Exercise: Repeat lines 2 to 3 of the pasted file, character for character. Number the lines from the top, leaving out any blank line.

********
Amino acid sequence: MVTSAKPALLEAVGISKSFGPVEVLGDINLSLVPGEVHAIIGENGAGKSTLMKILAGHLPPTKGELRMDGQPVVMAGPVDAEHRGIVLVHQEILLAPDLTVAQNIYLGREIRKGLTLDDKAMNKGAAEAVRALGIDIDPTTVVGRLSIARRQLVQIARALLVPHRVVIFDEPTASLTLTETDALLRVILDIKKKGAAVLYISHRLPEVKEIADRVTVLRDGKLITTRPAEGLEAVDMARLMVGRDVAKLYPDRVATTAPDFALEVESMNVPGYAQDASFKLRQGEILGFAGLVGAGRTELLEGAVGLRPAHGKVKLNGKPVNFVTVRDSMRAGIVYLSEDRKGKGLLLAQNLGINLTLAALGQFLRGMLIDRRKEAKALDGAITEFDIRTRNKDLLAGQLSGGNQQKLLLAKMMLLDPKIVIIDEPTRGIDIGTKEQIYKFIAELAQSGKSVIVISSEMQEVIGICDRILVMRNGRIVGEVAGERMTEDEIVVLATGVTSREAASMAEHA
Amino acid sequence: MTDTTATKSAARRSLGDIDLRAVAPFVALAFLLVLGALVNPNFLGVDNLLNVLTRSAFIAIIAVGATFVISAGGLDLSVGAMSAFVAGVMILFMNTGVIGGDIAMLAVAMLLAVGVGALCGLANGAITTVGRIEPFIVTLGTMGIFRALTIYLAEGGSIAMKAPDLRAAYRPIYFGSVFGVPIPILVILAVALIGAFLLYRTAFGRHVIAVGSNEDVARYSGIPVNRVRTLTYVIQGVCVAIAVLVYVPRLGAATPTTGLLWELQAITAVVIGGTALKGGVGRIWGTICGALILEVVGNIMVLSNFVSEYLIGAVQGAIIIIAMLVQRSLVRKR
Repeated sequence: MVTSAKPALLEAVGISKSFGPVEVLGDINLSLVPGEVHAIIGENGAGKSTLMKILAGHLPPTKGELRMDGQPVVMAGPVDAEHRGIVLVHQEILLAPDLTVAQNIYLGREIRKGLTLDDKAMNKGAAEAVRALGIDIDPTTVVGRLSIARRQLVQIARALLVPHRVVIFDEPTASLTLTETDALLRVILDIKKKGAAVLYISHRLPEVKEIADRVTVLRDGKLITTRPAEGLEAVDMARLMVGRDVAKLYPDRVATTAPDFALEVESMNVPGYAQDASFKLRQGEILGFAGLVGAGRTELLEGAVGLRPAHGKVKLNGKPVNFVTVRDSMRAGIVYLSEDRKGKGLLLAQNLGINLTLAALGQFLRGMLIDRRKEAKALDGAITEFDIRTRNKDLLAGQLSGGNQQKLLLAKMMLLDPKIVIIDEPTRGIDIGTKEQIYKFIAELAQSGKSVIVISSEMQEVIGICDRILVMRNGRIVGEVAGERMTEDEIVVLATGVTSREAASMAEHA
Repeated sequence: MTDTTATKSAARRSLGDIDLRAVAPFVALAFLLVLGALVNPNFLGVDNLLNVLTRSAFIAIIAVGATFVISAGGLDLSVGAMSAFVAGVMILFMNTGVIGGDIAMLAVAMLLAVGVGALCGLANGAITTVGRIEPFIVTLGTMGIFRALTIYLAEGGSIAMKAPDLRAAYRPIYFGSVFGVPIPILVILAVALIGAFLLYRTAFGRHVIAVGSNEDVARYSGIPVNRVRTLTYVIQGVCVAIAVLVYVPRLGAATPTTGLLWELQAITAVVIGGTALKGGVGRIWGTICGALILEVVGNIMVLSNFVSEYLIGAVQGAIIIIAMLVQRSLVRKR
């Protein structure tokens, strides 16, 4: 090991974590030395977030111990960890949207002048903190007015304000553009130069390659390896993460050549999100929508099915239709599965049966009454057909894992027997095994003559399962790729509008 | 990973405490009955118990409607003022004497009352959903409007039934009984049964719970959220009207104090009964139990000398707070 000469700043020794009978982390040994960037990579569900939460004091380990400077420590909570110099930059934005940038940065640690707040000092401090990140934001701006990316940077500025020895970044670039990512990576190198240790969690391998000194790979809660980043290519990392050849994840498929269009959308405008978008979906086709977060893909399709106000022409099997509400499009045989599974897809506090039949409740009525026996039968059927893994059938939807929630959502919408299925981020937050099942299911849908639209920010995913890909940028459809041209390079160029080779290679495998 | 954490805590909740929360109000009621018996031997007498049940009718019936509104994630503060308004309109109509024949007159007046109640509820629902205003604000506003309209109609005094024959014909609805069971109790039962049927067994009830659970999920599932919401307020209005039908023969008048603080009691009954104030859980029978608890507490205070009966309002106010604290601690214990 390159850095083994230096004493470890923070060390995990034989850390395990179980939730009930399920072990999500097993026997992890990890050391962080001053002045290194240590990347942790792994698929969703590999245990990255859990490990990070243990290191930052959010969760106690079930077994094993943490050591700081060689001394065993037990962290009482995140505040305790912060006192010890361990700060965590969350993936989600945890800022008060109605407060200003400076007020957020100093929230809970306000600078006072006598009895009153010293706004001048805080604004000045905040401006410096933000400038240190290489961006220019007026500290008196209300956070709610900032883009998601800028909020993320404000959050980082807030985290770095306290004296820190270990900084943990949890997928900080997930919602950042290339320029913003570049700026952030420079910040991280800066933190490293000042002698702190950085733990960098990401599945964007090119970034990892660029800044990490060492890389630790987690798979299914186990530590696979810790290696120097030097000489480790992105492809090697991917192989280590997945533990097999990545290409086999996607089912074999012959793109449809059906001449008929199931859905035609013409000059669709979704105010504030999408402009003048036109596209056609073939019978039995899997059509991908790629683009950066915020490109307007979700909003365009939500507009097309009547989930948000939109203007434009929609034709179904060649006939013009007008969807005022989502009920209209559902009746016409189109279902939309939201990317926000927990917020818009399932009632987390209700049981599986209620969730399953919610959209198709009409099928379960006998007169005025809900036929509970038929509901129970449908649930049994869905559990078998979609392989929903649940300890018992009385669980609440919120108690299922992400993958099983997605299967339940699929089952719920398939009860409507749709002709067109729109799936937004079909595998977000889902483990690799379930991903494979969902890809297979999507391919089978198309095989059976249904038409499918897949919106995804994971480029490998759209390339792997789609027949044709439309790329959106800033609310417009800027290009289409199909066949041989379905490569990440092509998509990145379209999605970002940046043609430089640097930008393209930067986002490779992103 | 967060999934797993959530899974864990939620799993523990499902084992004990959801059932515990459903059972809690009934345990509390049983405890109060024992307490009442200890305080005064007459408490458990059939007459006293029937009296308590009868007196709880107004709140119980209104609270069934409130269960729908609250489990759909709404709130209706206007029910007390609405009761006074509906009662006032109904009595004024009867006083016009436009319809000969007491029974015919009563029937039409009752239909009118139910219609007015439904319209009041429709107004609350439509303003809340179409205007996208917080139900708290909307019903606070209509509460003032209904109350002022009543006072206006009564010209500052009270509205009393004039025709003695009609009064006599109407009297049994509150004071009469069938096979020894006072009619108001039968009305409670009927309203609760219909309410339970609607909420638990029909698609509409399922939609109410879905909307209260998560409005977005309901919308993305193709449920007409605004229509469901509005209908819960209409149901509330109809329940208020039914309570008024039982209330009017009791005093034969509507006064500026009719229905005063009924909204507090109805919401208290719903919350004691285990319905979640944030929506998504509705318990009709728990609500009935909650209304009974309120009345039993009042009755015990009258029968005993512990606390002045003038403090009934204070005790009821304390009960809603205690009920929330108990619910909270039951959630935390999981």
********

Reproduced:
Amino acid sequence: MTDTTATKSAARRSLGDIDLRAVAPFVALAFLLVLGALVNPNFLGVDNLLNVLTRSAFIAIIAVGATFVISAGGLDLSVGAMSAFVAGVMILFMNTGVIGGDIAMLAVAMLLAVGVGALCGLANGAITTVGRIEPFIVTLGTMGIFRALTIYLAEGGSIAMKAPDLRAAYRPIYFGSVFGVPIPILVILAVALIGAFLLYRTAFGRHVIAVGSNEDVARYSGIPVNRVRTLTYVIQGVCVAIAVLVYVPRLGAATPTTGLLWELQAITAVVIGGTALKGGVGRIWGTICGALILEVVGNIMVLSNFVSEYLIGAVQGAIIIIAMLVQRSLVRKR
Repeated sequence: MVTSAKPALLEAVGISKSFGPVEVLGDINLSLVPGEVHAIIGENGAGKSTLMKILAGHLPPTKGELRMDGQPVVMAGPVDAEHRGIVLVHQEILLAPDLTVAQNIYLGREIRKGLTLDDKAMNKGAAEAVRALGIDIDPTTVVGRLSIARRQLVQIARALLVPHRVVIFDEPTASLTLTETDALLRVILDIKKKGAAVLYISHRLPEVKEIADRVTVLRDGKLITTRPAEGLEAVDMARLMVGRDVAKLYPDRVATTAPDFALEVESMNVPGYAQDASFKLRQGEILGFAGLVGAGRTELLEGAVGLRPAHGKVKLNGKPVNFVTVRDSMRAGIVYLSEDRKGKGLLLAQNLGINLTLAALGQFLRGMLIDRRKEAKALDGAITEFDIRTRNKDLLAGQLSGGNQQKLLLAKMMLLDPKIVIIDEPTRGIDIGTKEQIYKFIAELAQSGKSVIVISSEMQEVIGICDRILVMRNGRIVGEVAGERMTEDEIVVLATGVTSREAASMAEHA